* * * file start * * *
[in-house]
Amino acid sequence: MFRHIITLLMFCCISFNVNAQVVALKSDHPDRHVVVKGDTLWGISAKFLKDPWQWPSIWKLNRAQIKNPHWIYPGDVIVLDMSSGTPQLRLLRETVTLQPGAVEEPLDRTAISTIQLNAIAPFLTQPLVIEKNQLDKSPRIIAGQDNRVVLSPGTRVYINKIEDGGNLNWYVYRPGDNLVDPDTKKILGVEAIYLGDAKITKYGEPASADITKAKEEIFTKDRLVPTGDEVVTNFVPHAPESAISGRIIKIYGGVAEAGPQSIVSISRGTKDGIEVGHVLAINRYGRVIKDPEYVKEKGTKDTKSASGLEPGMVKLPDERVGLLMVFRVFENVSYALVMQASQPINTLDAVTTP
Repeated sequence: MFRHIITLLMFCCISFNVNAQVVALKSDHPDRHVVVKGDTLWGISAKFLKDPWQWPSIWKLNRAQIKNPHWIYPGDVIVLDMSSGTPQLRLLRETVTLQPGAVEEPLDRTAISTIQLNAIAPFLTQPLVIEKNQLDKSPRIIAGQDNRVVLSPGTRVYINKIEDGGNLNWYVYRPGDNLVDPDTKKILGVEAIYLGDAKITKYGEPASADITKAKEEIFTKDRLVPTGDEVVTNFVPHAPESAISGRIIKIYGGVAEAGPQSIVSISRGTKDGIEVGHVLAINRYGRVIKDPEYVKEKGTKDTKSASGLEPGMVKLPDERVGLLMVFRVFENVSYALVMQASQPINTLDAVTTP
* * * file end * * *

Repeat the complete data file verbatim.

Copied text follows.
[in-house]
Amino acid sequence: MFRHIITLLMFCCISFNVNAQVVALKSDHPDRHVVVKGDTLWGISAKFLKDPWQWPSIWKLNRAQIKNPHWIYPGDVIVLDMSSGTPQLRLLRETVTLQPGAVEEPLDRTAISTIQLNAIAPFLTQPLVIEKNQLDKSPRIIAGQDNRVVLSPGTRVYINKIEDGGNLNWYVYRPGDNLVDPDTKKILGVEAIYLGDAKITKYGEPASADITKAKEEIFTKDRLVPTGDEVVTNFVPHAPESAISGRIIKIYGGVAEAGPQSIVSISRGTKDGIEVGHVLAINRYGRVIKDPEYVKEKGTKDTKSASGLEPGMVKLPDERVGLLMVFRVFENVSYALVMQASQPINTLDAVTTP
Repeated sequence: MFRHIITLLMFCCISFNVNAQVVALKSDHPDRHVVVKGDTLWGISAKFLKDPWQWPSIWKLNRAQIKNPHWIYPGDVIVLDMSSGTPQLRLLRETVTLQPGAVEEPLDRTAISTIQLNAIAPFLTQPLVIEKNQLDKSPRIIAGQDNRVVLSPGTRVYINKIEDGGNLNWYVYRPGDNLVDPDTKKILGVEAIYLGDAKITKYGEPASADITKAKEEIFTKDRLVPTGDEVVTNFVPHAPESAISGRIIKIYGGVAEAGPQSIVSISRGTKDGIEVGHVLAINRYGRVIKDPEYVKEKGTKDTKSASGLEPGMVKLPDERVGLLMVFRVFENVSYALVMQASQPINTLDAVTTP